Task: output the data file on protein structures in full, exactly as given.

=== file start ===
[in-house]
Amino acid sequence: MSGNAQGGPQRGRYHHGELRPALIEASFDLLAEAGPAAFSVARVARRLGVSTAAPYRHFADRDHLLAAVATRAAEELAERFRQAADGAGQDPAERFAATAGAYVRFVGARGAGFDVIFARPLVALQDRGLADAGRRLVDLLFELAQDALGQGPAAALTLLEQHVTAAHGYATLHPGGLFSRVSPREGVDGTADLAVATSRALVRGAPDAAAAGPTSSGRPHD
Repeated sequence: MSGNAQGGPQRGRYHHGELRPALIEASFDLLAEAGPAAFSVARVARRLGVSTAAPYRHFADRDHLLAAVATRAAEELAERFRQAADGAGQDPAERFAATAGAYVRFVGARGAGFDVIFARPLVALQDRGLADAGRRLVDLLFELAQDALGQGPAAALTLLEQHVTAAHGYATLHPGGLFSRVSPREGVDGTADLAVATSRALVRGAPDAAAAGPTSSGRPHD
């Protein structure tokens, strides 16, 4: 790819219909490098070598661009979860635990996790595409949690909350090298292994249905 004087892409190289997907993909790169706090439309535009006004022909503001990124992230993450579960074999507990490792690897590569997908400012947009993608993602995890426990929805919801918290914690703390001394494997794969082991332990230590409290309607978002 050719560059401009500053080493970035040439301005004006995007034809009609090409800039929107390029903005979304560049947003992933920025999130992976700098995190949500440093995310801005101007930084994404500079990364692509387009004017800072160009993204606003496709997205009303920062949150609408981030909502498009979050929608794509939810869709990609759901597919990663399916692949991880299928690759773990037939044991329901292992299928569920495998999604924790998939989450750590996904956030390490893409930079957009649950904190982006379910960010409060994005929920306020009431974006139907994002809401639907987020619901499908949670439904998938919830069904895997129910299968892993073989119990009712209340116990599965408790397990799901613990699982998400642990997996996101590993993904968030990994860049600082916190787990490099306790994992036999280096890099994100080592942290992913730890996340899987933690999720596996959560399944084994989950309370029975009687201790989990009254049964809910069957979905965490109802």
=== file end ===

[in-house]
Amino acid sequence: MSGNAQGGPQRGRYHHGELRPALIEASFDLLAEAGPAAFSVARVARRLGVSTAAPYRHFADRDHLLAAVATRAAEELAERFRQAADGAGQDPAERFAATAGAYVRFVGARGAGFDVIFARPLVALQDRGLADAGRRLVDLLFELAQDALGQGPAAALTLLEQHVTAAHGYATLHPGGLFSRVSPREGVDGTADLAVATSRALVRGAPDAAAAGPTSSGRPHD
Repeated sequence: MSGNAQGGPQRGRYHHGELRPALIEASFDLLAEAGPAAFSVARVARRLGVSTAAPYRHFADRDHLLAAVATRAAEELAERFRQAADGAGQDPAERFAATAGAYVRFVGARGAGFDVIFARPLVALQDRGLADAGRRLVDLLFELAQDALGQGPAAALTLLEQHVTAAHGYATLHPGGLFSRVSPREGVDGTADLAVATSRALVRGAPDAAAAGPTSSGRPHD
């Protein structure tokens, strides 16, 4: 790819219909490098070598661009979860635990996790595409949690909350090298292994249905 004087892409190289997907993909790169706090439309535009006004022909503001990124992230993450579960074999507990490792690897590569997908400012947009993608993602995890426990929805919801918290914690703390001394494997794969082991332990230590409290309607978002 050719560059401009500053080493970035040439301005004006995007034809009609090409800039929107390029903005979304560049947003992933920025999130992976700098995190949500440093995310801005101007930084994404500079990364692509387009004017800072160009993204606003496709997205009303920062949150609408981030909502498009979050929608794509939810869709990609759901597919990663399916692949991880299928690759773990037939044991329901292992299928569920495998999604924790998939989450750590996904956030390490893409930079957009649950904190982006379910960010409060994005929920306020009431974006139907994002809401639907987020619901499908949670439904998938919830069904895997129910299968892993073989119990009712209340116990599965408790397990799901613990699982998400642990997996996101590993993904968030990994860049600082916190787990490099306790994992036999280096890099994100080592942290992913730890996340899987933690999720596996959560399944084994989950309370029975009687201790989990009254049964809910069957979905965490109802």